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Mexico Looking to Attract Investments in Oil after Liberalization

By: Elena Toledo - @NenaToledo - Jul 25, 2016, 1:11 pm
México
México is looking to boost its revenue form energy, but not before legislators can find a better way to regulate the industry. (El País)

EspañolMexico is designing a fiscal model for new petroleum contracts that will allow it to attract millions of dollars worth of resources to help prop up stagnant oil and gas production, as well as to generate income for the state that could allow it to average at least 75 percent, according to a state legislator within the Institutional Revolutionary Party (PRI) on Friday.

The government announced in December that it would be making deep reforms to the energy sector, which opened the doors to local as well as foreign private investment in areas such as hydrocarbon.

Nevertheless, Congress still has to debate and approve a series of secondary laws to regulate activity. It hopes that the government will send an initiative regarding these laws in the next scheduled congressional session, which begins February and concludes on April 30.

These laws, among other things, will define the tax framework that will affect the various types of project contracts that were approved, which includes licenses, shared production and profit sharing.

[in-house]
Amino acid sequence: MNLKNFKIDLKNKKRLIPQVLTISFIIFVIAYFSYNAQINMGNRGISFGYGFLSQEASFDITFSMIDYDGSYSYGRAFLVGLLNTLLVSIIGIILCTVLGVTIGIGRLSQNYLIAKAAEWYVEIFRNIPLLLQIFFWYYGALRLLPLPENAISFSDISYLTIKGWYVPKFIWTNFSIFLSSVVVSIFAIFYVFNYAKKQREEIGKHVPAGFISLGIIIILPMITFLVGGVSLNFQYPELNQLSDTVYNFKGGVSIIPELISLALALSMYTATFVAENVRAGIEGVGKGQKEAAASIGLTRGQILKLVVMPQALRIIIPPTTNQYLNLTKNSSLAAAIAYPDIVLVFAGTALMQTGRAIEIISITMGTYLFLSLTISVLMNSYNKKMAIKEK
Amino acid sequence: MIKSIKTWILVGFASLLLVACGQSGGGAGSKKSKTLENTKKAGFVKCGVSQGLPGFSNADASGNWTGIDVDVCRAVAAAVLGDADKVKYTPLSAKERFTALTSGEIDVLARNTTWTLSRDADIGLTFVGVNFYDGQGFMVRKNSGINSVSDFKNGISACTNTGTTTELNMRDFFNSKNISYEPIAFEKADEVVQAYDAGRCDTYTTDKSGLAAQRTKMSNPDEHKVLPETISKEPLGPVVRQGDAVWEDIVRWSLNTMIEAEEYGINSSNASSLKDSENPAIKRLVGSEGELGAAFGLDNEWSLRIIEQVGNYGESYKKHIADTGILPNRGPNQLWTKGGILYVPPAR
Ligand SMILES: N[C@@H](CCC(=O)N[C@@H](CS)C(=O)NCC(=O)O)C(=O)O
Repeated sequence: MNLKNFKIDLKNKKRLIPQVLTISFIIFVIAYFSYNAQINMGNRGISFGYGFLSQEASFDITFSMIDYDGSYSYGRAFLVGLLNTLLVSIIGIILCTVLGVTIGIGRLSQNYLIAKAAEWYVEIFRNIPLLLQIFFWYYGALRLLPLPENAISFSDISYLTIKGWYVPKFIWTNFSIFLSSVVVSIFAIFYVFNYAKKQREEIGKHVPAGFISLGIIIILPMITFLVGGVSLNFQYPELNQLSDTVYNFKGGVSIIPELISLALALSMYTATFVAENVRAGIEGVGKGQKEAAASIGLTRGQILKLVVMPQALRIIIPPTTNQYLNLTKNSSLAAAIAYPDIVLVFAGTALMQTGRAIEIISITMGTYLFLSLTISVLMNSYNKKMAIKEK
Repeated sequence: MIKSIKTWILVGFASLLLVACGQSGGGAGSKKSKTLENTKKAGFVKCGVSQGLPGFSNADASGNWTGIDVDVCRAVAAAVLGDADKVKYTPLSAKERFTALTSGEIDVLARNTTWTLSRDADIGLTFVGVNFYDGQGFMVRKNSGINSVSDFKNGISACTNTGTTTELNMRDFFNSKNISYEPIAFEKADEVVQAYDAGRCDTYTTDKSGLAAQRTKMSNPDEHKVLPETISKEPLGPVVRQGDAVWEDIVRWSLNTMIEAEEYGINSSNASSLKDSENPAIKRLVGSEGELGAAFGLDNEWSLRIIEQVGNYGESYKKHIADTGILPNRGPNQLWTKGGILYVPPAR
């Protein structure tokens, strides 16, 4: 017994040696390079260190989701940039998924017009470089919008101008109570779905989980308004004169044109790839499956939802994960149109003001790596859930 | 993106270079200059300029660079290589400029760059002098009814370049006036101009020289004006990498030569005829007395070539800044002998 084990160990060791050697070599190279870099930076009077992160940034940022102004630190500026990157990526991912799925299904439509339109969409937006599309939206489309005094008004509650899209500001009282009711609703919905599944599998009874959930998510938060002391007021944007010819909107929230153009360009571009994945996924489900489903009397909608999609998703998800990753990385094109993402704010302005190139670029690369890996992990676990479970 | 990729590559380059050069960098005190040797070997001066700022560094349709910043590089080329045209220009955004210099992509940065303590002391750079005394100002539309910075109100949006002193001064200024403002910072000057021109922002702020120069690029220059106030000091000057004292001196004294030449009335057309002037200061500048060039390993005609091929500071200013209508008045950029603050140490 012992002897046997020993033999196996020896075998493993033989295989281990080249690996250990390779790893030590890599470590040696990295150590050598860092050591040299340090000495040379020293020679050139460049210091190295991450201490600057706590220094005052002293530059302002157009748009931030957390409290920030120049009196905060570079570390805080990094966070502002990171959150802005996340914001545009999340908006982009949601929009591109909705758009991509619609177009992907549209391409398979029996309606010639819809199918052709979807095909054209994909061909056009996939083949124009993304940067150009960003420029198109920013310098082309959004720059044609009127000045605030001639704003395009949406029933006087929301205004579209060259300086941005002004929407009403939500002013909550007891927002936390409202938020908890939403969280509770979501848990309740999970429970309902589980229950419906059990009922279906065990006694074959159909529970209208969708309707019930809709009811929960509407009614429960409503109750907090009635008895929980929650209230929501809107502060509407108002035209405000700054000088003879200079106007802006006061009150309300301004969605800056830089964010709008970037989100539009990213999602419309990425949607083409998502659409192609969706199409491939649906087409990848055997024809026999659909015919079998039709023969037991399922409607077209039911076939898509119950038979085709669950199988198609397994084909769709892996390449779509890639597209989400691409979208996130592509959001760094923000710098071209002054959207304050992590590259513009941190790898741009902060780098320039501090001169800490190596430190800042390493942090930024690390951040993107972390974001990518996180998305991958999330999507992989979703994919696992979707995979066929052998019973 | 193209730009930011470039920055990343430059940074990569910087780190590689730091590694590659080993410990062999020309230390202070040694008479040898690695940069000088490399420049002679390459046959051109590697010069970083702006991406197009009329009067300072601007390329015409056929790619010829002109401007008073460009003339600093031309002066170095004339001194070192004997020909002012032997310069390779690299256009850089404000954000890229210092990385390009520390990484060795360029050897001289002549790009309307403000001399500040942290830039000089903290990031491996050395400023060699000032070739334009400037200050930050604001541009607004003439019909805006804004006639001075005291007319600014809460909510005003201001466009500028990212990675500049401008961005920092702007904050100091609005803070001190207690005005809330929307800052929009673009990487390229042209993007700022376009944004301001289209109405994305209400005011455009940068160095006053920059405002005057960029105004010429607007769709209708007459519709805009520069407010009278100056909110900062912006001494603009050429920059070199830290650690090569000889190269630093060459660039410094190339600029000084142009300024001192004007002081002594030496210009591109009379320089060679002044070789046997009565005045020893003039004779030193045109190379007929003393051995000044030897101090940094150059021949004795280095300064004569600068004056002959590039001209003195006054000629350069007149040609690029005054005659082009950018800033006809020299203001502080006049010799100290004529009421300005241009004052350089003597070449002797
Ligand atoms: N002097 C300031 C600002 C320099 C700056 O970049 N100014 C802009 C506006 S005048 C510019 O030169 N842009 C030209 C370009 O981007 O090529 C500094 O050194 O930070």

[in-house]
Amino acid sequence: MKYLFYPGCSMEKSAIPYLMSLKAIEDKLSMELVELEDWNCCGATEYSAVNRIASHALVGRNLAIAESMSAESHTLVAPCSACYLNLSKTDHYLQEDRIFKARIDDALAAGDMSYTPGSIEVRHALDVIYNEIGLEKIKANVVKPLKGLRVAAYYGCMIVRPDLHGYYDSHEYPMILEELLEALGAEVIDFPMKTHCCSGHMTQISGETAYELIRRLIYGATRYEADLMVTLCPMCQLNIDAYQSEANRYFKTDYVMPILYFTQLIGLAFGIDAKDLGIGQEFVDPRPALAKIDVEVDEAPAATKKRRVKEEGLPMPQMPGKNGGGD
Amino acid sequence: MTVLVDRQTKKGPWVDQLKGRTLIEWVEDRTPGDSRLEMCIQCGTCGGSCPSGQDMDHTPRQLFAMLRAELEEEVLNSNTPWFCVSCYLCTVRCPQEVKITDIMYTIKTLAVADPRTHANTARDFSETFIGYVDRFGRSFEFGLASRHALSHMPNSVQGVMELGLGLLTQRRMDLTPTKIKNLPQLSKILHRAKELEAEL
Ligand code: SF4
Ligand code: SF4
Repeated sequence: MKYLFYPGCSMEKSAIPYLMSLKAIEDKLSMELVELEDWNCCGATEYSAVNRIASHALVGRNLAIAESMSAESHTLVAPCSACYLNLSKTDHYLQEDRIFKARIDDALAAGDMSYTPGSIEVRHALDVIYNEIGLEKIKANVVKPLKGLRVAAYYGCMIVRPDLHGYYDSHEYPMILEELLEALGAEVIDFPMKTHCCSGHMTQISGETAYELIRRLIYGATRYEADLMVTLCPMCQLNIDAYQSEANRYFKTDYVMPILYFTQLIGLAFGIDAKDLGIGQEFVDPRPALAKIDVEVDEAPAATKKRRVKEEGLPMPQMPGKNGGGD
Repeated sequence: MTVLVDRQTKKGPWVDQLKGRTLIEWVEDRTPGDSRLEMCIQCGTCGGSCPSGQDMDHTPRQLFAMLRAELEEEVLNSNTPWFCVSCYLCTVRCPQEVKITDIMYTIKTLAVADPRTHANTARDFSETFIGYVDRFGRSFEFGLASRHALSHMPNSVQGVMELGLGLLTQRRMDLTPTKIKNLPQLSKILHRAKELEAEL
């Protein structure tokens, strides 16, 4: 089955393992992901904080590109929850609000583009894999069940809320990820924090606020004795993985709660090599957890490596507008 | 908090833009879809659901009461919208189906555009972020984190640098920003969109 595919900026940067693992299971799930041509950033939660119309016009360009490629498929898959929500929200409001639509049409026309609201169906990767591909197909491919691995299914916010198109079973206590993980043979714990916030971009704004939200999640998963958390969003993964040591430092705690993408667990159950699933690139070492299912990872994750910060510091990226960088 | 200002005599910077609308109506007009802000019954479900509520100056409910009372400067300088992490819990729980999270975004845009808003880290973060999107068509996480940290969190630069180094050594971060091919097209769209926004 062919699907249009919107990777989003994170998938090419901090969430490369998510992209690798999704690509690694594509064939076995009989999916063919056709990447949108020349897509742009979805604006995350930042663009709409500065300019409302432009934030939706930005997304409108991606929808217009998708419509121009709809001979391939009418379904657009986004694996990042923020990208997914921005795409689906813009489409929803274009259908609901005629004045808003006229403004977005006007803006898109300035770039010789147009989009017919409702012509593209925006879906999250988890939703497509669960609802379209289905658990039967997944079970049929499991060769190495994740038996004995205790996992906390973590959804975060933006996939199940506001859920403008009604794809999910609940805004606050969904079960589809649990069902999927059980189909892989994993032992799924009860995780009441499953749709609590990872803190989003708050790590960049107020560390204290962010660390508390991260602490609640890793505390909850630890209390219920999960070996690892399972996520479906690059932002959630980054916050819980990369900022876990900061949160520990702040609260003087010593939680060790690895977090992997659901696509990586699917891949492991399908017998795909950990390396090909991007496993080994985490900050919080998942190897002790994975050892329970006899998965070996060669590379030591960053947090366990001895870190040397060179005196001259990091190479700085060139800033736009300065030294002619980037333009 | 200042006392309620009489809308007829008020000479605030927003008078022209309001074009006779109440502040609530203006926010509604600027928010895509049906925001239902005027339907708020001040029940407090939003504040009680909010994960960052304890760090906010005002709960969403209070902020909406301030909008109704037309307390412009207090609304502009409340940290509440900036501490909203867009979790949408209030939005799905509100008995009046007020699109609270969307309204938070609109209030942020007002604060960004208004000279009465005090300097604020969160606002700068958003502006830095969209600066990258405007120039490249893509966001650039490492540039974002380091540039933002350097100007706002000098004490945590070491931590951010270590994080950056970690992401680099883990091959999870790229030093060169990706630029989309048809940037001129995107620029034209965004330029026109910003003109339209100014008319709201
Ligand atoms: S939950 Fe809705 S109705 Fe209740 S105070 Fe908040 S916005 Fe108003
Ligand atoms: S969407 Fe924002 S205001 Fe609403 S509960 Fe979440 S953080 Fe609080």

“We can be thinking about how income regarding exploitation, rights, taxes, etc. of the Mexican state are ging to average 75, 80 percent, meaning that Mexico cannot lose to global competition,” President of the Senate Committee on Energy David Penchyna told Reuters.

But the politician said they are still analyzing different models and alternatives and each type of contract will have its own characteristics, so he wouldn’t give any concrete details about the rate of taxes, royalties or rights for each one.

 

Worldwide, the tax rate for net profits for exploration and extraction of hydrocarbons is around 70 percent, according to government officials.

According to the United States Department of Interior, the average fiscal burden in the U.S. for deep-water projects in the Golf of Mexico is approximatley 50 percent, while the average in Brazil is closer to 70 percent.

“The specifics of each contract bid will have to have a legal base … we need secondary legislation that is more detailed to protect those resources that generate the majority of the income of the state,” Senator Penchyna said.

Another officials said that while it’s true that secondary laws will define the tax framework of the contracts, the Secretary of Finance can also define it and, “will calibrate it depending on each bid and each of their geological, technical and economic conditions.”

Regarding the new legislation for defining the quantity of local inputs and goods in the energy sector, within the framework of the opening of the sector, Penchyna said it was one of the complex aspects that they are evaluating.

“I believe the rule should not be general. We are trying to think and imagine and establish a theme of national content for investment products. I think we need to make a smart decision so that the domestic industry has a guaranteed space,” he added.

The Mexican government expects the energy reforms to raise the crude production from the current 2.5 million barrels per day to 3.0 million bpd by 2018.

Source: El País

Elena Toledo Elena Toledo

Educator by trade, social-media apprentice, activist for a democratic Honduras, and free thinker. Follow her on Twitter @NenaToledo.